Storm Water Infrastructure

At the time SD1 entered into Interlocal Agreements with the cities and counties of Northern Kentucky in 2003, ownership and maintenance of the public storm sewer systems remained with local governments. However, the Interlocal Agreements planned for SD1 to assume ownership and maintenance of public storm water infrastructure in the future as funding would allow. To date, 29 cities and 3 counties in Northern Kentucky have transferred ownership and maintenance responsibilities of their storm sewer systems to SD1. As part of the Regional Storm Water Management Program, SD1 operates and maintains nearly 450 miles of publicly-owned storm sewers and 32,500 storm structures. For a list of communities that have transferred ownership of public storm sewer systems to SD1, click here.

SD1’s Storm Water Capital Improvement Program funds a variety of projects to improve water quality and manage storm water quantity through upgrades to and replacement of existing public storm water infrastructure. SD1 also offers cost-sharing opportunities for cities and counties to install new public storm infrastructure or other improvements to improve existing public drainage conditions. In addition to these types of projects, SD1 continues to explore opportunities to develop comprehensive solutions to storm water quantity and quality issues through storm water master planning in various watersheds. For more information on storm water projects in your neighborhood, click here.

For more information on SD1’s Storm Water Capital Improvement Program or to report flooding problems, call 859-578-7450. 

Implementing Storm Water Best Management Practices

The use of innovative storm water best management practices (BMPs) that focus on reintroducing natural features like wetlands and other vegetation to the region is another important piece of storm water management. Storm water BMPs mimic nature’s ability to clean and retain storm water, protecting water quality and minimizing the erosion of creeks and rivers.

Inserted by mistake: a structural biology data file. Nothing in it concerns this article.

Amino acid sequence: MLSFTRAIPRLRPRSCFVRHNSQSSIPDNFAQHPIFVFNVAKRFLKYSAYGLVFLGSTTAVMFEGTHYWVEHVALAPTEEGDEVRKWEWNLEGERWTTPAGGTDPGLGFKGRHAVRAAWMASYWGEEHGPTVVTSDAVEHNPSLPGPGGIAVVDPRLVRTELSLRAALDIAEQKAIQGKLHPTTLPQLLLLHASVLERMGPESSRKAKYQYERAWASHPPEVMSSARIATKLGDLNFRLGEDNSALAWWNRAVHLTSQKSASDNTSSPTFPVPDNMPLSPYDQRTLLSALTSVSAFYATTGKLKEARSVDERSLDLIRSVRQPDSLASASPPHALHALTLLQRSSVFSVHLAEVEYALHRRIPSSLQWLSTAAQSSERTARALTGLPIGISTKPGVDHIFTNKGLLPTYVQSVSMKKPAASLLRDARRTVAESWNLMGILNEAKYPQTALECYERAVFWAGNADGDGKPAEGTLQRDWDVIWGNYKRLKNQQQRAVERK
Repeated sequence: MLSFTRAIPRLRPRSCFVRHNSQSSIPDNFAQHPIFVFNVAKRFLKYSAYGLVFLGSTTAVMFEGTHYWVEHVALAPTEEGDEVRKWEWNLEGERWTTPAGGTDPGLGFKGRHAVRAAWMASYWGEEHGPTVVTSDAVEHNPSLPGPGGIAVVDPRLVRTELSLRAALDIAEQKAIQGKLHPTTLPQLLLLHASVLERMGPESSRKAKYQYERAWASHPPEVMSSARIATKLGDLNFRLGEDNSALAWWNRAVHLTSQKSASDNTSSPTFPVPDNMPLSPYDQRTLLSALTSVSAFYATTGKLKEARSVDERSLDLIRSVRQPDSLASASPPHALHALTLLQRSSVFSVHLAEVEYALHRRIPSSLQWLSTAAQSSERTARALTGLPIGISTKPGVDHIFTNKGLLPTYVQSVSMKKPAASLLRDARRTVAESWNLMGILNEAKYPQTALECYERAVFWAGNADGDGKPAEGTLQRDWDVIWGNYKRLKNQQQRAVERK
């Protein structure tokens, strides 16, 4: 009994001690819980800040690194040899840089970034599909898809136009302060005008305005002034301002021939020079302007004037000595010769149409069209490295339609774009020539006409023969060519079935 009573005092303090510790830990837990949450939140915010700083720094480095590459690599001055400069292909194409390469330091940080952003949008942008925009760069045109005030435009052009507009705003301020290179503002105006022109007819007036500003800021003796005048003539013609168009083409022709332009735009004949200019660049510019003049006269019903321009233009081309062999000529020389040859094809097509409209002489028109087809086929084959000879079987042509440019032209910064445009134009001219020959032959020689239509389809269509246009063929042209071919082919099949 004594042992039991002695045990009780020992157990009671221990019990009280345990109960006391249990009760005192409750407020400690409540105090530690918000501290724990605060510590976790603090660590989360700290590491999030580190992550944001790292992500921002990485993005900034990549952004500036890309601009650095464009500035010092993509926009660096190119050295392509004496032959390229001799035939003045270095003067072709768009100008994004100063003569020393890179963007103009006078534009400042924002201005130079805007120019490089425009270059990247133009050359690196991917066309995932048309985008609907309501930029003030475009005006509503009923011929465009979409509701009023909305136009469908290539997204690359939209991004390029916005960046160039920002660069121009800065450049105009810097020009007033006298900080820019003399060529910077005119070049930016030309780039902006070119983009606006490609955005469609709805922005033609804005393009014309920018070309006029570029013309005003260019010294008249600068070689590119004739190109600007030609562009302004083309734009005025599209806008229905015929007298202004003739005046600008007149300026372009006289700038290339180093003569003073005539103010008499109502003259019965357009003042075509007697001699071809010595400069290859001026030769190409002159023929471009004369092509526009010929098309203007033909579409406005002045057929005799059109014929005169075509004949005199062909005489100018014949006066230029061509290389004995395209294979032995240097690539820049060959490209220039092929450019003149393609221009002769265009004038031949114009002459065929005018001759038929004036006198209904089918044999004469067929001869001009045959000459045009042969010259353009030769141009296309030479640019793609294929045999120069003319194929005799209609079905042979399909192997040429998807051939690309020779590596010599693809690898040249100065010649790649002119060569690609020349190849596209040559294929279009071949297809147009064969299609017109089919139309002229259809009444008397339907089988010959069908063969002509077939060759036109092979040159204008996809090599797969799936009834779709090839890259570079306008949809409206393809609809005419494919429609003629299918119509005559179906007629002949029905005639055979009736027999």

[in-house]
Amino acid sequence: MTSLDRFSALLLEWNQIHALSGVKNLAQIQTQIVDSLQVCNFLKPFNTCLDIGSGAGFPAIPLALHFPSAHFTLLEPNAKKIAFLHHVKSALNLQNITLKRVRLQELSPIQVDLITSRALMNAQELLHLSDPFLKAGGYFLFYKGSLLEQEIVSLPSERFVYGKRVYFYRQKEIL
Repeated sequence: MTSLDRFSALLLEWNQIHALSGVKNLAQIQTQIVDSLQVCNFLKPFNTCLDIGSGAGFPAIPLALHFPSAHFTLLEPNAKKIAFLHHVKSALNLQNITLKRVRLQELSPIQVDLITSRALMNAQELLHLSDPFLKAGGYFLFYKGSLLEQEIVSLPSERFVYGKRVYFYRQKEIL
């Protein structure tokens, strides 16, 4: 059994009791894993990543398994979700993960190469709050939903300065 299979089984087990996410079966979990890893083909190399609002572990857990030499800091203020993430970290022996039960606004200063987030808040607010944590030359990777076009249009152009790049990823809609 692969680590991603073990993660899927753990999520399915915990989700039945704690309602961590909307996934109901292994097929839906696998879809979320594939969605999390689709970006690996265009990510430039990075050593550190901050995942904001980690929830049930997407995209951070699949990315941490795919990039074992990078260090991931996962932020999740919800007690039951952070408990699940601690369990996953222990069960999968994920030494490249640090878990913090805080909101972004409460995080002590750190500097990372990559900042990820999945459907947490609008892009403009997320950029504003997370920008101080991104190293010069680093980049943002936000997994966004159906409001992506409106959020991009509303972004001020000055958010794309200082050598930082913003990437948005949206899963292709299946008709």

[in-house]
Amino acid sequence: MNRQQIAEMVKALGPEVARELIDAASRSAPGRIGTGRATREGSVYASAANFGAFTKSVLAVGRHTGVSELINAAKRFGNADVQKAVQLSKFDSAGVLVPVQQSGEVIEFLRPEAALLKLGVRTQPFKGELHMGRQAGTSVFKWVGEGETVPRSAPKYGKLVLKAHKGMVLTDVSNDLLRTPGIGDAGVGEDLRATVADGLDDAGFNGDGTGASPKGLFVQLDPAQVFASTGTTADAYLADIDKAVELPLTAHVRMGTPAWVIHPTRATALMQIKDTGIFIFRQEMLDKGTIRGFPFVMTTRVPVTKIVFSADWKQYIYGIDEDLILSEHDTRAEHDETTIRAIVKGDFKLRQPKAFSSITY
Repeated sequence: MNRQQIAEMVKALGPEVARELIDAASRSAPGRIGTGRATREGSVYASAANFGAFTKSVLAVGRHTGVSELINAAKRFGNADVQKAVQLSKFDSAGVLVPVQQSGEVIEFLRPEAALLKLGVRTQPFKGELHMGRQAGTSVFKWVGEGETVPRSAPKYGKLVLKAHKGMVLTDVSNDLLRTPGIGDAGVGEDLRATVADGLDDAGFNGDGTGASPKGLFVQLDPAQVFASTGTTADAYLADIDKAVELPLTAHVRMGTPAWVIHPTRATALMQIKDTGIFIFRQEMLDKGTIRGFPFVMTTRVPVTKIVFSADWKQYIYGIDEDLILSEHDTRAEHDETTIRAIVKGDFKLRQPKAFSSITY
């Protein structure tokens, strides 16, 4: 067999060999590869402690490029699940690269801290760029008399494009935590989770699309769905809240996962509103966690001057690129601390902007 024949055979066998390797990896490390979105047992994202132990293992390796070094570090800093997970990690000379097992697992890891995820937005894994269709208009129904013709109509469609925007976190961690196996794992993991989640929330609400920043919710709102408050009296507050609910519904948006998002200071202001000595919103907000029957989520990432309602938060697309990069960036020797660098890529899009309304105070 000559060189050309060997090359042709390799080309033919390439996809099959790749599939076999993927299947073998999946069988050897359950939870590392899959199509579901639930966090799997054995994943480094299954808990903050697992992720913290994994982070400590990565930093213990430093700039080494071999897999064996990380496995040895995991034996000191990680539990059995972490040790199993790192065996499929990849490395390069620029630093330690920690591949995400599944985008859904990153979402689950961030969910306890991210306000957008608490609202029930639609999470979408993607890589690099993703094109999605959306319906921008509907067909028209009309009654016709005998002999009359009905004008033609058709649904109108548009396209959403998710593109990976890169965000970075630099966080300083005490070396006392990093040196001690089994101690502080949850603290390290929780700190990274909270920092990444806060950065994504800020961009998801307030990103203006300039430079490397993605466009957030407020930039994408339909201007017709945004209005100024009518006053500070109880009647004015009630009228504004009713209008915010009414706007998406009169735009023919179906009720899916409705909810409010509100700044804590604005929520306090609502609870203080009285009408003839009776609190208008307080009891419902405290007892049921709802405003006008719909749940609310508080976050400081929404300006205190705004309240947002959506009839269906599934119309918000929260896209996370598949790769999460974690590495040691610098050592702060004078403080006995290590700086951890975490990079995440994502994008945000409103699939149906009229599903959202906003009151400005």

Undeveloped landscapes like grassy areas, forests and wetlands act like sponges, slowing down and soaking up storm water runoff before it enters our drainage systems, preventing overflows and naturally filtering the water of harmful pollutants. Traditional infrastructure approaches to managing storm water include systems of concrete curbs, gutters and pipes. BMPs and innovative solutions, however, include rain gardens, vegetated roofs, biofiltration swales and planter boxes, among others. 

Storm water BMPs can provide additional environmental, economic and social benefits to the Northern Kentucky community. These solutions beautify neighborhoods while effectively managing storm water runoff and may also restore habitats for birds and wildlife in urban settings. BMPs can provide outdoor recreational opportunities or be incorporated into existing recreation areas. Storm water BMPs provide our community with a cost-effective way to comply with regulations and improve water quality in our watersheds.

To download the fact sheets of examples of innovative storm water BMPs constructed in Northern Kentucky, click on the links below:

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